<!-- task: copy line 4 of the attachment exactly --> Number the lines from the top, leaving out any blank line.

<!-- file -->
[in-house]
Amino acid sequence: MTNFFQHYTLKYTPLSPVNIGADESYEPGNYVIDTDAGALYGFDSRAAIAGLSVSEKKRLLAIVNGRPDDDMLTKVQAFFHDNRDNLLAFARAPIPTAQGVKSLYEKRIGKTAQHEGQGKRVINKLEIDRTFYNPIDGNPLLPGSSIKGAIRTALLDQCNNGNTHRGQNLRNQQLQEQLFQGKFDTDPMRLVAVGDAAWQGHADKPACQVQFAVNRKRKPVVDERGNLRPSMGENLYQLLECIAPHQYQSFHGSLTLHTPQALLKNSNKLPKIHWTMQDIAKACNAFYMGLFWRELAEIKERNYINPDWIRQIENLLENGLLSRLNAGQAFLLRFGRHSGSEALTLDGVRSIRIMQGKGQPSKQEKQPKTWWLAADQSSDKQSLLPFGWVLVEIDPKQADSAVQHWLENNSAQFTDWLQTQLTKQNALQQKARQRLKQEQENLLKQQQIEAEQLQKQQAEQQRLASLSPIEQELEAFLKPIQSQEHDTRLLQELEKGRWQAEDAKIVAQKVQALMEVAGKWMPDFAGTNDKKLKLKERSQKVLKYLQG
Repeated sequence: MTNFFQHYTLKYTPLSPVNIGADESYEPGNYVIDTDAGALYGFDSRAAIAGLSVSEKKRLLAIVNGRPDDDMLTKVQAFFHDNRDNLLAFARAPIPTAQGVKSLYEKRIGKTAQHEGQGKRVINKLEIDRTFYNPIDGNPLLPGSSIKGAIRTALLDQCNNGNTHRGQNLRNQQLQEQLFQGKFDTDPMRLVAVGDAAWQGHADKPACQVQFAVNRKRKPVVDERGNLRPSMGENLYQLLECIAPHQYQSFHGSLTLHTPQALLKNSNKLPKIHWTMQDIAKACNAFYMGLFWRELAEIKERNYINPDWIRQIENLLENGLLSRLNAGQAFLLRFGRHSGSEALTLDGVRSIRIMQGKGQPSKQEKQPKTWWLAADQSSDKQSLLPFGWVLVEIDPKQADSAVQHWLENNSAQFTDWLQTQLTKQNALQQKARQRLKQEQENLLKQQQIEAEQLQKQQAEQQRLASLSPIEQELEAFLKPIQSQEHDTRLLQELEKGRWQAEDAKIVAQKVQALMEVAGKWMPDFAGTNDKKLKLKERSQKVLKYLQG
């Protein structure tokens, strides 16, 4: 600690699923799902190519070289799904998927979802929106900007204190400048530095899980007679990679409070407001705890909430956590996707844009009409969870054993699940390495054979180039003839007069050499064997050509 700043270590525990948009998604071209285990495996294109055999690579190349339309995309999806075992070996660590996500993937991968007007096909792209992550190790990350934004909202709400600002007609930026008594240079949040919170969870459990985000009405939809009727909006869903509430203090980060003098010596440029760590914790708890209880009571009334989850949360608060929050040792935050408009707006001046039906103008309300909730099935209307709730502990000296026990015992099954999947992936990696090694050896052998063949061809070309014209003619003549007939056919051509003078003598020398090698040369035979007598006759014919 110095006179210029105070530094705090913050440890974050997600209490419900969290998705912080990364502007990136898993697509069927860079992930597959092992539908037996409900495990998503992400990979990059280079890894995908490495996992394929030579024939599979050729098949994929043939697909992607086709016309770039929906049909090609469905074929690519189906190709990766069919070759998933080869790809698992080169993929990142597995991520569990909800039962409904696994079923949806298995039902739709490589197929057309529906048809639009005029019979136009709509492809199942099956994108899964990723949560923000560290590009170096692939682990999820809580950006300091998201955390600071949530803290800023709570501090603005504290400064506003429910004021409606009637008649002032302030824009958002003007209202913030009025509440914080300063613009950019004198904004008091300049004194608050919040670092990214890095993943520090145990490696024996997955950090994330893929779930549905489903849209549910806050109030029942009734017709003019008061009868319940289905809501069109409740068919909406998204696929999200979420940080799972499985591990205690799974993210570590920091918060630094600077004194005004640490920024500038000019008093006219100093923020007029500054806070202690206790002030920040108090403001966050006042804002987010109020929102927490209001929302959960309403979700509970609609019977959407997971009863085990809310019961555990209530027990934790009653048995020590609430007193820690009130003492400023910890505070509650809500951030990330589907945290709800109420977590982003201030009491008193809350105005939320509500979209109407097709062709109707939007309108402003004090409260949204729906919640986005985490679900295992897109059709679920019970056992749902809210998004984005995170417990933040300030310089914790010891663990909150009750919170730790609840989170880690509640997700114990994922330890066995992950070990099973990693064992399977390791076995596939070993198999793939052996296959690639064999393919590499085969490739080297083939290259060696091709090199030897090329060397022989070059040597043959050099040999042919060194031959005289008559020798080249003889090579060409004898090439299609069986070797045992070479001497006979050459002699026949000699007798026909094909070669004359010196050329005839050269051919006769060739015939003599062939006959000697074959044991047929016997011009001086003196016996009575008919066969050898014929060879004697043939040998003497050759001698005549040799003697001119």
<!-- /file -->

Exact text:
């Protein structure tokens, strides 16, 4: 600690699923799902190519070289799904998927979802929106900007204190400048530095899980007679990679409070407001705890909430956590996707844009009409969870054993699940390495054979180039003839007069050499064997050509 700043270590525990948009998604071209285990495996294109055999690579190349339309995309999806075992070996660590996500993937991968007007096909792209992550190790990350934004909202709400600002007609930026008594240079949040919170969870459990985000009405939809009727909006869903509430203090980060003098010596440029760590914790708890209880009571009334989850949360608060929050040792935050408009707006001046039906103008309300909730099935209307709730502990000296026990015992099954999947992936990696090694050896052998063949061809070309014209003619003549007939056919051509003078003598020398090698040369035979007598006759014919 110095006179210029105070530094705090913050440890974050997600209490419900969290998705912080990364502007990136898993697509069927860079992930597959092992539908037996409900495990998503992400990979990059280079890894995908490495996992394929030579024939599979050729098949994929043939697909992607086709016309770039929906049909090609469905074929690519189906190709990766069919070759998933080869790809698992080169993929990142597995991520569990909800039962409904696994079923949806298995039902739709490589197929057309529906048809639009005029019979136009709509492809199942099956994108899964990723949560923000560290590009170096692939682990999820809580950006300091998201955390600071949530803290800023709570501090603005504290400064506003429910004021409606009637008649002032302030824009958002003007209202913030009025509440914080300063613009950019004198904004008091300049004194608050919040670092990214890095993943520090145990490696024996997955950090994330893929779930549905489903849209549910806050109030029942009734017709003019008061009868319940289905809501069109409740068919909406998204696929999200979420940080799972499985591990205690799974993210570590920091918060630094600077004194005004640490920024500038000019008093006219100093923020007029500054806070202690206790002030920040108090403001966050006042804002987010109020929102927490209001929302959960309403979700509970609609019977959407997971009863085990809310019961555990209530027990934790009653048995020590609430007193820690009130003492400023910890505070509650809500951030990330589907945290709800109420977590982003201030009491008193809350105005939320509500979209109407097709062709109707939007309108402003004090409260949204729906919640986005985490679900295992897109059709679920019970056992749902809210998004984005995170417990933040300030310089914790010891663990909150009750919170730790609840989170880690509640997700114990994922330890066995992950070990099973990693064992399977390791076995596939070993198999793939052996296959690639064999393919590499085969490739080297083939290259060696091709090199030897090329060397022989070059040597043959050099040999042919060194031959005289008559020798080249003889090579060409004898090439299609069986070797045992070479001497006979050459002699026949000699007798026909094909070669004359010196050329005839050269051919006769060739015939003599062939006959000697074959044991047929016997011009001086003196016996009575008919066969050898014929060879004697043939040998003497050759001698005549040799003697001119």